School Beat: The View of 2012 for SF Public Schools

by Lisa Schiff on January 5, 2012

2012 has the potential to bring relatively big changes to San Francisco’s public schools, due in most part to a November ballot that will be full of interesting and significant choices. We’ll be voting on four Board of Education seats, a variety of state-wide funding initiatives with huge impacts on schools, a US Senate seat, two House of Representative spots, and of course the presidency of the United States. In addition to the direct impact of our votes, the elections will no doubt affect the state of federal education policy, specifically the languishing though still corrosive No Child Left Behind (NCLB) fiasco.

The terms of four sitting Board of Education (BOE) Commissioners will expire January of next year. While Norman Yee has declared his intent to run for District 7 Supervisor, it seems likely that the three other BOE members will want to return to 555 Franklin Street. Jill Wynns, the longest serving member, has just been elected President of the California School Boards Association and appears dedicated to staying on the local board, as do Norman Yee, who has several terms behind him and Sandra Fewer and Rachel Norton who are both finishing their first terms. While BOE elections tend to attract a long line of candidates, it’s difficult to imagine these incumbents, should they all choose to run again, losing their positions.

If that is indeed the case, there will be no grace period for the BOE come 2013 and expectations will be all the higher to see more progress on some key issues that have moved slowly for some time. Not the least of these is the initiative to improve all middle schools, which to date has been largely entangled in the overhaul of the student assignment system. Many will be very curious to see what can be learned about the results of the new assignment policy that gives some preference to students who come from areas of the City with low-standardized test scores, as well as some preference to neighborhood, as elementary schools are now associated with attendance areas.

Specific to middle schools is the proposed feeder plan that, due to concern and criticism raised by parents during the Parent Advisory Council (PAC) and Parents for Public Schools of San Francisco (PPS-SF) community engagement process is being phased in slowly. In brief, the plan associates clusters of elementary schools with a specific middle school and will by default assign those elementary students to that middle school. It is also structured to facilitate building out language pathways, a need that has gone unmet for quite some time.

But while the more formalized extension and expansion of immersion programs is welcome and long overdue, that area covers only one, relatively targeted, component of the middle school picture. Ensuring that all middle schools provide a quality education to all students will require a more holistic, all-encompassing assessment and approach, one that parents will be eager to see and respond to. Recent debates over the value and equity of honors classes and the best way to challenge all students have made this even more apparent.

The ever receding level of funding for public education makes these discussions even more difficult. Many of the solutions to the challenges we face lie just out of reach. For instance, a dramatic reduction in class sizes, as opposed to the incremental increase that we’ve experienced, is an obvious requirement for ensuring that teachers can effectively engage students at all levels, but particularly in classes of students with mixed abilities. But, smaller classes require more teachers and hiring more teachers requires increased budgets at each school.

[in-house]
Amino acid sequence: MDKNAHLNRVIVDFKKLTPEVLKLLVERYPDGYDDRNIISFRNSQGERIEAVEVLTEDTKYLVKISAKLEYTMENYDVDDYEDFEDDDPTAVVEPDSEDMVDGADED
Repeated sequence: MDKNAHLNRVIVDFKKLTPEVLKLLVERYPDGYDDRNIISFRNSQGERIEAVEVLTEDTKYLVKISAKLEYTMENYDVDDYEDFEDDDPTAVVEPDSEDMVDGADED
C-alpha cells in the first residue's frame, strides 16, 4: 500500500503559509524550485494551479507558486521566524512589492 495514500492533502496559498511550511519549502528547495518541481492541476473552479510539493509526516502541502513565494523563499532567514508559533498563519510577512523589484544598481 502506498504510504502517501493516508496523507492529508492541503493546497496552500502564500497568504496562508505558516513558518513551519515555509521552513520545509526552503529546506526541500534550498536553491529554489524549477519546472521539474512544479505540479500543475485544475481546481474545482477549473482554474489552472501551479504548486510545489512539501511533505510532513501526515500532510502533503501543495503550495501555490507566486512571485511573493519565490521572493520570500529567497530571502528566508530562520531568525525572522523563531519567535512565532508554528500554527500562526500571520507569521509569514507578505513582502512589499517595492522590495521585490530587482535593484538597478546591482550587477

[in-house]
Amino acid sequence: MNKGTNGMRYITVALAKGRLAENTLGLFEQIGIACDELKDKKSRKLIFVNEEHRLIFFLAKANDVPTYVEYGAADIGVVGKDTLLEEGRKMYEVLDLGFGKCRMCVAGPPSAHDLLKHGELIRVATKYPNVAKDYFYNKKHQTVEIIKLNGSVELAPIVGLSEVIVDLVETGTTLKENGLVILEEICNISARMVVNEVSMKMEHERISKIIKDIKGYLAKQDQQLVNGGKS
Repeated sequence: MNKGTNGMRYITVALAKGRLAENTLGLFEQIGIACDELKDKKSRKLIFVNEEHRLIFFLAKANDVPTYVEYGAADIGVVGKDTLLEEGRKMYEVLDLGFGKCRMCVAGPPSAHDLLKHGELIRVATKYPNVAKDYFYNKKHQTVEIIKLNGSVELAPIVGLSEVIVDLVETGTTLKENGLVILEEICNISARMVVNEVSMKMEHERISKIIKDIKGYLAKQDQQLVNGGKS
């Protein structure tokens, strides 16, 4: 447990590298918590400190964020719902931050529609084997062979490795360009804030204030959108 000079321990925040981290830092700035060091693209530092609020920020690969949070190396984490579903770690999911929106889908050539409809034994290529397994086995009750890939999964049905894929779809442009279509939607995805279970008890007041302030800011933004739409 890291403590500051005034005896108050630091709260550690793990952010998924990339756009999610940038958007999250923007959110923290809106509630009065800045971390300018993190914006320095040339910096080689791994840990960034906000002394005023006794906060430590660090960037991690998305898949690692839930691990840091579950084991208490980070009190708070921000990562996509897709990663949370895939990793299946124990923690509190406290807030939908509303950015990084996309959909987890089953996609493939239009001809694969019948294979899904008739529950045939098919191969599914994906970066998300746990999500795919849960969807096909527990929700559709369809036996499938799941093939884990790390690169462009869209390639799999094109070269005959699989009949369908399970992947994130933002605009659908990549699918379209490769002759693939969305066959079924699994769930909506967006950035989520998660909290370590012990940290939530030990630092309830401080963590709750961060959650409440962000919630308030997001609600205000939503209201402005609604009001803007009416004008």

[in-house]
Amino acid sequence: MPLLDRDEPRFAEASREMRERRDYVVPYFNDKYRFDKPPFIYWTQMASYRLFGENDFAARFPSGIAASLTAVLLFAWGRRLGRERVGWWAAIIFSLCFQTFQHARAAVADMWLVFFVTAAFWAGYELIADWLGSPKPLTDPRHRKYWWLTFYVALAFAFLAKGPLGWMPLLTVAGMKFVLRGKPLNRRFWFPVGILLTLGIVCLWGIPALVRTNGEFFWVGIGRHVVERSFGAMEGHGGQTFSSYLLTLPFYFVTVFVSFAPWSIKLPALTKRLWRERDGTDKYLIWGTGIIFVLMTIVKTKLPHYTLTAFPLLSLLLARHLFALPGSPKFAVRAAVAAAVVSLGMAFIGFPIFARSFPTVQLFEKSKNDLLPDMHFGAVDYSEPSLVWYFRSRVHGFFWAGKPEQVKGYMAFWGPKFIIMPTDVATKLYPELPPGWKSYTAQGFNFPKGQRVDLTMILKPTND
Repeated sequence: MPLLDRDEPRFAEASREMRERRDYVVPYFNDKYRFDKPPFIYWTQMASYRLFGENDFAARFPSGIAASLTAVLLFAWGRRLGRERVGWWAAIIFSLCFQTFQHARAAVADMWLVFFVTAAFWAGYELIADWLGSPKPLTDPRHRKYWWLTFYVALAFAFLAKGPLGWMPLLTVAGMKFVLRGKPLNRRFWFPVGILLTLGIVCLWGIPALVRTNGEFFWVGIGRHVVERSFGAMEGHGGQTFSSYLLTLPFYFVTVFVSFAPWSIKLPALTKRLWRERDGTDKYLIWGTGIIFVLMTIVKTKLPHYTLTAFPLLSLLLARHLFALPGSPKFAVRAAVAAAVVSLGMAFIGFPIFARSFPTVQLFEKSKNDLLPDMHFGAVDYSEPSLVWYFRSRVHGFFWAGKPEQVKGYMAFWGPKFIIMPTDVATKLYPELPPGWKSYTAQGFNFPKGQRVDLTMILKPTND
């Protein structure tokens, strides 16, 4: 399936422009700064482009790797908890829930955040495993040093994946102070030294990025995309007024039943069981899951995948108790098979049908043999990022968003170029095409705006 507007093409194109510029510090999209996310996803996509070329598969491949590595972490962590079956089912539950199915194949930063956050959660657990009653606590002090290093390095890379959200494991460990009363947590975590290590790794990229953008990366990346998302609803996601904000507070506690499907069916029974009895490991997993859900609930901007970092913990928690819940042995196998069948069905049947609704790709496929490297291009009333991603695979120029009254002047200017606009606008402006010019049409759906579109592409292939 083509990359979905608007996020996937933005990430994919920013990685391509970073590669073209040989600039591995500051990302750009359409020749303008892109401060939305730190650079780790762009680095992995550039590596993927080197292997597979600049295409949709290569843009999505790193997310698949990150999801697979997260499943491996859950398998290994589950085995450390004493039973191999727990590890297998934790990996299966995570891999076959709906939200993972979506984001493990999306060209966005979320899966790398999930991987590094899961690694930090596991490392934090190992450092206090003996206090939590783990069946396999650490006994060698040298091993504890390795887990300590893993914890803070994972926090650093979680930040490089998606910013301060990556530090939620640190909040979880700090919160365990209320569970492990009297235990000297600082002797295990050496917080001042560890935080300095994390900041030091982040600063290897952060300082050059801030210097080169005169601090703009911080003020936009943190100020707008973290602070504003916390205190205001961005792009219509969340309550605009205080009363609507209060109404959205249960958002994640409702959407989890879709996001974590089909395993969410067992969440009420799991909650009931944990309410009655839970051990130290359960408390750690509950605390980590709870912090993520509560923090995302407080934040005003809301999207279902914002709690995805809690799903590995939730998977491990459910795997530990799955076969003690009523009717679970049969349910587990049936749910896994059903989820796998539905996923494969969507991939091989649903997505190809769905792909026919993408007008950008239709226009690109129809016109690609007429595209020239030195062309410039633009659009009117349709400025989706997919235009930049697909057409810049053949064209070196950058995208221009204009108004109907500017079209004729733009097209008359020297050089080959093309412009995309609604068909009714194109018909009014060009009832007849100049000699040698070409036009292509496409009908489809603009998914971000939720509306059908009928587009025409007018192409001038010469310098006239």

The litany of such basic needs is both long and well-known, so much so that it is inspiring multiple initiatives this fall that aim to increase public education funding in California. Three notable measures include Governor Jerry Brown’s own initiative, the Our Children Our Future initiative, and the Courage Campaign’s Millionaire’s Tax.

Of the three measures, the Courage Campaign initiative stands apart because it focuses solely on revenue generation from the wealthiest among us and seeks to fund not only public education, but other social service and safety areas that have been decimated but cuts, such as services for seniors and the disabled, and retracting cuts to emergency staff. The Our Children Our Future initiative has some appealing aspects (most notably an effort to create a statewide standardized school budget reporting template that is comprehensible to the public) and is backed by the California PTA, but it takes public education outside of the mix of other critical social services that have been cut, which is a mistake in the long run. We have been pitted against each other for too long, which is one reason why the Millionaire’s Tax makes more sense, and why it’s great to see it being supported by the California Federation of Teachers.

Such activity at the state level is reassuring, since at the federal level November’s elections will result in no good news, regardless of the outcome. President Obama has brought nothing new or positive to the project of education so far, nor is it likely he would in a second term, and of course, no challenger has anything meaningful to offer. Congress has been unable or unwilling to make a serious move either, leaving us stuck with NCLB by default. FairTest, the education advocacy group that has provided rigorous critiques of NCLB throughout its existence has just issued a “10th anniversary” evaluation of the policy, summing up the results in the report’s title, “NCLB’s Lost Decade.” We certainly can’t afford another wasted ten years.

Lisa Schiff is the parent of two children in the San Francisco Unified School District and is a member of Parents for Public Schools of San Francisco and the PTA.

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